The Scribes from Alexandria
81 A.D. Alexandria. In this, the fifteenth Roman Mysteries adventure, the four children, Flavia, Jonathan, Nubia and Lupus are shipwrecked off the coast of Egypt. Flavia, Jonathan and Lupus are rescued and go to the port of Alexandria, hoping to find news of the missing Nubia.
Here, they stumble on a mystery. Chryses, a young eunuch who works in Alexandria’s world famous library, has gone missing, taking Nubia with him. But where are they going? And why? The head scribe orders junior scribe Seth (who dislikes Chryses intensely) to escort Flavia, Jonathan and Lupus up the Nile in search of Chryses.
Then the children learn that government officials have issued orders for their arrest; they must get out of Alexandria, and fast.
Fortunately, Chryses deliberately leaves clues in the form of elaborate riddles chalked on various famous buildings and they follow the trail. But what will they find? Nubia? The mysterious treasure Chryses keeps hinting at? Or death?
Generally, the story is pretty silly, with the children regularly disguising themselves, usually as members of the opposite sex, in order to evade capture. And a child coming new to the series would have difficulty working out who was who and what was going on.
Fellow novelists will recognize ‘information dumps’ all through the book. Remove the detailed descriptions of Alexandria, its famous buildings, the travelogue as they go down the Nile, the explanations of the attributes of various gods and religious festivals and the book would be about a quarter of the length.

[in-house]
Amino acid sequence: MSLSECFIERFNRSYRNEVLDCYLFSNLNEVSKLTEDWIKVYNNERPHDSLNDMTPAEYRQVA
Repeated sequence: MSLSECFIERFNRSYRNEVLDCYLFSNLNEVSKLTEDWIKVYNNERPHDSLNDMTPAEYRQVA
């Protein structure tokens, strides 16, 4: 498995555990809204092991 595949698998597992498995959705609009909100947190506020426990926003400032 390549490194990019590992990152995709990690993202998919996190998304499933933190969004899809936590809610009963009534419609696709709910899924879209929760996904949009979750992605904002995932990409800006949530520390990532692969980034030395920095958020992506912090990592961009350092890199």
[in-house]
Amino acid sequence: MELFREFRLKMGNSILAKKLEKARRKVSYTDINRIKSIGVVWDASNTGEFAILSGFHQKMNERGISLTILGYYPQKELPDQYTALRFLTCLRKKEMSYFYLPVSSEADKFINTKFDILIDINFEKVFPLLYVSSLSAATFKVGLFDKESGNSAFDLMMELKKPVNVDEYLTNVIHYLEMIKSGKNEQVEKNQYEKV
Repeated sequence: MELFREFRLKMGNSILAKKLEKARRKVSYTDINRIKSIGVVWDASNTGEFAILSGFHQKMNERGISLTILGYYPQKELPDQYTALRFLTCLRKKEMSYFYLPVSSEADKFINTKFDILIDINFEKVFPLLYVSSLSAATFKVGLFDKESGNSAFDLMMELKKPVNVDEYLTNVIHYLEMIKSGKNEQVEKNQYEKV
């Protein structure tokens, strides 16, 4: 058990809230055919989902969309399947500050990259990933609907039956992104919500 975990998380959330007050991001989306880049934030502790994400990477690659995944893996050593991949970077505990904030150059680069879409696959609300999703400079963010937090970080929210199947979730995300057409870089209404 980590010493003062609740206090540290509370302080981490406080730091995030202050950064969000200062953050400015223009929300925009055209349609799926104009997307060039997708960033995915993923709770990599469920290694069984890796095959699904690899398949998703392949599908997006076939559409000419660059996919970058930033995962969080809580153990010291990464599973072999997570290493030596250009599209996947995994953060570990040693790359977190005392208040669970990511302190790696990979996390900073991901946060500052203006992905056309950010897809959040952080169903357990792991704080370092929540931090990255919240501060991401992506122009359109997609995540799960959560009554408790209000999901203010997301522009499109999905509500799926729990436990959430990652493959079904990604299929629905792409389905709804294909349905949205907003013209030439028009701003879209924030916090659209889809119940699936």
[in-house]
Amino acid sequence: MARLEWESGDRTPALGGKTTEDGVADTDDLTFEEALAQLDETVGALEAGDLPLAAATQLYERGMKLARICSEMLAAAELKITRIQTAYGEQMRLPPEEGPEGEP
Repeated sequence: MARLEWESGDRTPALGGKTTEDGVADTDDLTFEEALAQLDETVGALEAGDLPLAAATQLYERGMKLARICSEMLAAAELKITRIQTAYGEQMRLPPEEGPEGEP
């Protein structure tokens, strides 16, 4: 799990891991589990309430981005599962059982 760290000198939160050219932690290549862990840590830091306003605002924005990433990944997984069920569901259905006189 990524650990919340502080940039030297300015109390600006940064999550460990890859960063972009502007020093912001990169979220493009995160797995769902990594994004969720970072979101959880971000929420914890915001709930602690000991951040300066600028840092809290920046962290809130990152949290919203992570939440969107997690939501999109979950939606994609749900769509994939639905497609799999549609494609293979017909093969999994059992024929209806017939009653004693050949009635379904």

Fortunately, the information dumps are interesting, even if the story itself is somewhat preposterous. My impression is of a series which is getting a little tired. However, Rachel feels very differently.
– Elizabeth Hawksley
This is a very exciting book full of adventure and mystery with lots of surprises and little twists.
I found it an easy, quick, enjoyable read, although if you have not read the preceding book, you might get a bit confused as it starts in the middle of a shipwreck that happened at the end of the last book. However, the ending is a bit disappointing. Things are left hanging in the air and the story doesn’t really finish properly. For example, we don’t know why the four children are being hunted down and we don’t know what happens to them because they are just left in the middle of Egypt, although this does make me want to read the next book.
Generally, I enjoy this series because it shows you lots of different places in the world in one era. It keeps the same characters throughout which means you get involved with them. From a historical point of view, I think the author goes into a lot of accurate detail, which I find very interesting. I enjoy learning about all the different gods in Egypt, Africa, Rome and Greece.
I think this book would be suitable for both boys and girls aged around 11-14.
– Rachel Beggs, aged 14